Who ‘owns’ your children?

Bonnie Willis's picture

By temperament and educational training, I’ve learned not to over-react when I hear something second-hand. There are always two sides of every story. Until you go to the primary source, you truly don’t know what really happened (my children have taught me this first hand).

Such was the case, when I heard about a commercial by cable channel MSNBC host, Melissa Harris-Perry which advocates that “your children don’t belong to you.”

As a mother of five, the sound bite alone drew my attention and raised red flags, but I decided I would reserve judgment until I saw the ad for myself. And then I did. Here’s an excerpt:

“We have never invested as much in public education as we should have because we’ve always had kind of a private notion of children. Your kid is yours and totally your responsibility. We haven’t had a very collective notion of these are our children. So part of it is we have to break through our kind of private idea that kids belong to their parents or kids belong to their families and recognize that kids belong to whole communities.”

On the one hand, it can be argued that this ad is attempting to engage the audience in a proposition that if our government “invests” so heavily in the education (and other services) of children, and as a society we agree that children are our most precious resource, shouldn’t we consider the idea that we, as a society, bear a collective responsibility and as such a sense of shared ownership for our nation’s children?

When we entertain the notion that a child does not “belong” to a parent, but to the collective, we acknowledge our connectedness — not just economically but socially as well.

This kind of reasoning may seem novel and intriguing, but it is hardly new. Speculations as to the state’s/government’s role in educating and raising children have been around since the days of ancient philosophers like Aristotle and Socrates. However, they have reemerged and gained traction in the 19th and 20th century under Marxist philosophy and are evident today.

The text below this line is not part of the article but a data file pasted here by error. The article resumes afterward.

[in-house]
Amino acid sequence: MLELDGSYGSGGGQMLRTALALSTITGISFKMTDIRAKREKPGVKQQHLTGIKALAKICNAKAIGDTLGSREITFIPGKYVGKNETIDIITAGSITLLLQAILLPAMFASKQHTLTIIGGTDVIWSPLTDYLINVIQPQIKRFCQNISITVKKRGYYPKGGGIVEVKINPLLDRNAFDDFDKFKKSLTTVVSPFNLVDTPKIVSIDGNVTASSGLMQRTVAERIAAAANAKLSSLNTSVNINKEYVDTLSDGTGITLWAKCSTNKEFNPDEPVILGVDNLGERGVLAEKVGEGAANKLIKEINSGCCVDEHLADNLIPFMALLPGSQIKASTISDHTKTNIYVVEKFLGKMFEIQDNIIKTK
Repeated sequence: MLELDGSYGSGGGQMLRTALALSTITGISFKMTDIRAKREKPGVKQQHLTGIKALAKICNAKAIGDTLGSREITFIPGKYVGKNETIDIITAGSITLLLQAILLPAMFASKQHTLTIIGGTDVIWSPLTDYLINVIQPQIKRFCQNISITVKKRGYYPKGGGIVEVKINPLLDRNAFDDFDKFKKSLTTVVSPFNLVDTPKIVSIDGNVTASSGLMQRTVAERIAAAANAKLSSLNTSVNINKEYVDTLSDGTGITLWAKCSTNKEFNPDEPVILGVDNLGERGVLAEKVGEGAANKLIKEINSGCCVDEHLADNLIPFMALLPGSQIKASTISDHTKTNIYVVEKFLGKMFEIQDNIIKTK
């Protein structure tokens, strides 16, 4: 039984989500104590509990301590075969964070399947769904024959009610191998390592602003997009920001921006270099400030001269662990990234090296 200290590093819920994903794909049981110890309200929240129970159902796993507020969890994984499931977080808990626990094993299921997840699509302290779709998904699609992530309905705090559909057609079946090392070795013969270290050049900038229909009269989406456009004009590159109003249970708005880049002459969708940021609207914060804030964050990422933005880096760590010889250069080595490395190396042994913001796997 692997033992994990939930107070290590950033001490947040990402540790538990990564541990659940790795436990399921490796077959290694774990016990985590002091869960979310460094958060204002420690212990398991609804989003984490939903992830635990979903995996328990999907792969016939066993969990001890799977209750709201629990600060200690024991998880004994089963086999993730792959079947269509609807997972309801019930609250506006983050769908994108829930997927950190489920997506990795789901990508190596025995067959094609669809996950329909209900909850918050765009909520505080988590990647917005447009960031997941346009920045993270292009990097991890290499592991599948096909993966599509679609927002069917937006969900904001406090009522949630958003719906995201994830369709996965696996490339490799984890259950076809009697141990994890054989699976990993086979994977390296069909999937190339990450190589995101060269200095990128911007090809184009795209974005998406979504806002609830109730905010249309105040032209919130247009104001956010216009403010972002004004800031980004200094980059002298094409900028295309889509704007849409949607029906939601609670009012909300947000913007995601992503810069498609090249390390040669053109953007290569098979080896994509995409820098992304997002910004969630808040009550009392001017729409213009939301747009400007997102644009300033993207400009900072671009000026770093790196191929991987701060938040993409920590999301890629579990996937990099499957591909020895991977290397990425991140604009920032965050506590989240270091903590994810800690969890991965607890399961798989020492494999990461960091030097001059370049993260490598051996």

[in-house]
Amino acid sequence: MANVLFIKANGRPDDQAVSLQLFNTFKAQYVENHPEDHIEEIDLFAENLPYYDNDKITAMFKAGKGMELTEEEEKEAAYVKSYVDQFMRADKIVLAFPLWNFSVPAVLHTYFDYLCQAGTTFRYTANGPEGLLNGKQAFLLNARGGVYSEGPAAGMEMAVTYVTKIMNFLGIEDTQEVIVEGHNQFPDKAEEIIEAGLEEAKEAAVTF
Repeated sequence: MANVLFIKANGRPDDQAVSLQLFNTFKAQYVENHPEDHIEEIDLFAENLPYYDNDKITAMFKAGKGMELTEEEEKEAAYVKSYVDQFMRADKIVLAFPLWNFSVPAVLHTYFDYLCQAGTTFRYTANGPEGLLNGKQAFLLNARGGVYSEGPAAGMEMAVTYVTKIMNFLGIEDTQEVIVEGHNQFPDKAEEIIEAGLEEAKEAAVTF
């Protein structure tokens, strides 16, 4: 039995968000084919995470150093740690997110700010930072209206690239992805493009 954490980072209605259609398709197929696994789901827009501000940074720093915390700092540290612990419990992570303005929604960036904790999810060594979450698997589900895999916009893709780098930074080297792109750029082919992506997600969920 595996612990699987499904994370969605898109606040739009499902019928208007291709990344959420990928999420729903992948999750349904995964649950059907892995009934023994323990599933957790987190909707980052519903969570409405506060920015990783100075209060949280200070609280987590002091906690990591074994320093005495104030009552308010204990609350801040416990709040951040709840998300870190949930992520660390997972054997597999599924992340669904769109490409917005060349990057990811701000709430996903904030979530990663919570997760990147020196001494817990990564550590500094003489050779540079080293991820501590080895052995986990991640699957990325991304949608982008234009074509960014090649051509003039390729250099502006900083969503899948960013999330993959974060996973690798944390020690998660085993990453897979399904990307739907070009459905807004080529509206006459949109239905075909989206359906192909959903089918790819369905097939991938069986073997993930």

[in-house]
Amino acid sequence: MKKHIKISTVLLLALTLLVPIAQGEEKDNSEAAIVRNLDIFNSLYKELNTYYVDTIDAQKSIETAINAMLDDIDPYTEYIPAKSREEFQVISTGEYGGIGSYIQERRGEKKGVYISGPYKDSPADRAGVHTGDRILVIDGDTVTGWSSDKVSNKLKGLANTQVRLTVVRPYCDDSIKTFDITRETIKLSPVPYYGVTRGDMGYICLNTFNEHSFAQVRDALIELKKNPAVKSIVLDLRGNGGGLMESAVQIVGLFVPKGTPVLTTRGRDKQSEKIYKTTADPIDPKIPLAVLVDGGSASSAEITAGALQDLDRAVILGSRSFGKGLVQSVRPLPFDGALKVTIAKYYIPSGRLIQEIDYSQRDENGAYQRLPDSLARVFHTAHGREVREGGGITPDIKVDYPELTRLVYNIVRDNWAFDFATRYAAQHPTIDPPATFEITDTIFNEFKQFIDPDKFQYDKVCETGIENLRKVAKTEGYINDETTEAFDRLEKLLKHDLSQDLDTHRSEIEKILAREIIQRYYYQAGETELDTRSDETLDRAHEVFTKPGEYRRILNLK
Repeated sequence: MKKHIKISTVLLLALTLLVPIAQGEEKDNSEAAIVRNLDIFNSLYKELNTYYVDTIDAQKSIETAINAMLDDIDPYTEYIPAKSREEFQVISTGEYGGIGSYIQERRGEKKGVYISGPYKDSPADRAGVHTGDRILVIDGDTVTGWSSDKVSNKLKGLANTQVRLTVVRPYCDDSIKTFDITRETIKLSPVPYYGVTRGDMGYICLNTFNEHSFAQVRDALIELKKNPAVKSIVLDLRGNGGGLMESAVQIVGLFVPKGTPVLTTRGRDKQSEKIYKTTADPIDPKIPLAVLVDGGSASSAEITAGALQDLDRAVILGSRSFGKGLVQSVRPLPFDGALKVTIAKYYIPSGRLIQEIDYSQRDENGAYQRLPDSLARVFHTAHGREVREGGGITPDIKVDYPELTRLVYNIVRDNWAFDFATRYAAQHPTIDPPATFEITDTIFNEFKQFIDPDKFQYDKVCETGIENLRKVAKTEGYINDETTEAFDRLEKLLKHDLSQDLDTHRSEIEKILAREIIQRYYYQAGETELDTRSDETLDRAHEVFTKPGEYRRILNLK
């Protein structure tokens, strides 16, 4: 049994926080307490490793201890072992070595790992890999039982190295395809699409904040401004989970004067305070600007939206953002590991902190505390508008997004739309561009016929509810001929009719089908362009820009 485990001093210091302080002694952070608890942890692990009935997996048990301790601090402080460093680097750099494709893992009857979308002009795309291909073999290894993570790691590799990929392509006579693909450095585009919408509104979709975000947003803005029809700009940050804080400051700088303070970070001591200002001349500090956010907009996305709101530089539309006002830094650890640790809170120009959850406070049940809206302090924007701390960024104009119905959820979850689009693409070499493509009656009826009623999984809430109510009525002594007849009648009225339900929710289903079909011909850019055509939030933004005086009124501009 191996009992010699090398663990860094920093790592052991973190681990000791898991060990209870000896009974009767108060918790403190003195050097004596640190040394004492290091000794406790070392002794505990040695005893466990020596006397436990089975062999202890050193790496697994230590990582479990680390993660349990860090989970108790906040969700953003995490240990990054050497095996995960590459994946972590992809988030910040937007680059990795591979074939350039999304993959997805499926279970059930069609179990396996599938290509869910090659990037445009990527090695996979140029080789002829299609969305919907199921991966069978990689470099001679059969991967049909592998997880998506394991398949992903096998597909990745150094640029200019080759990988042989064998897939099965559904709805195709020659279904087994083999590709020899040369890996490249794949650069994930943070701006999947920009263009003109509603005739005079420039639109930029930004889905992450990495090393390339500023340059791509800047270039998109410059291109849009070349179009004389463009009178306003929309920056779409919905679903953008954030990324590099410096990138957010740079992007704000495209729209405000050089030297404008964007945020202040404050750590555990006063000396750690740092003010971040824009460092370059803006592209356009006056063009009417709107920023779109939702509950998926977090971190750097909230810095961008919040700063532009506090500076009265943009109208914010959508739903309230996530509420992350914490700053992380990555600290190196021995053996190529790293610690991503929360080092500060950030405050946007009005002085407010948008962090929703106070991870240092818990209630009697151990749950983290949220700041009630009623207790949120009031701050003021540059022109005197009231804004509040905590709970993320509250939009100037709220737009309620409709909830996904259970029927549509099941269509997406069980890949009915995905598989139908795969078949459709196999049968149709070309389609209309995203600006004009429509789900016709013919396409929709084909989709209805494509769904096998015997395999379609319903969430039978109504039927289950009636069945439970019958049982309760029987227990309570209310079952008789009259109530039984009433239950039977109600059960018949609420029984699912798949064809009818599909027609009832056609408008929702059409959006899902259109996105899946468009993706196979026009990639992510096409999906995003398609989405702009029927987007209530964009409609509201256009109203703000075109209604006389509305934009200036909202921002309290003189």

On the other hand, and from a pragmatic standpoint, any manager will tell you that a single person has to take ownership of a team or a project so that someone can be held accountable for decisions, especially if something goes wrong.

A true leader will tell you that the buck stops with him/her, but if there is success, they are more than happy to share it. The same can be applied to children.

For myself, I am ready to admit that as a girl, there were many factors that influenced the way I thought and believed. However, it is my mother, the woman who raised me, who had ownership of me, who believed in me, and in the most significant of ways, helped to define who I am today — not “the collective.”

“The collective” will not spend its lunch hour finishing up the wings of your costume, then drive to your school, and pin them on you right before the school assembly so you can win first prize in the costume contest.

“The collective” will not stay up with you until 1 a.m. finishing up the science project you worked on all semester and have it earn the honor of representing your school for the county fair. And “the collective” will not come and hug you close, wipe the tears from your eyes, and stare at you with such conviction that it almost becomes your own, and say, “Don’t worry about what those popular girls say. God made you a beautiful and brilliant little girl.”

So, “ownership” of children is a privilege and responsibility of parents, not the collective. Unfortunately, the media does not highlight the countless stories of heroic and selfless parents, like my mother, and you, who in taking full ownership of their children, shoulders both the burdens and the joys that only come from parenting.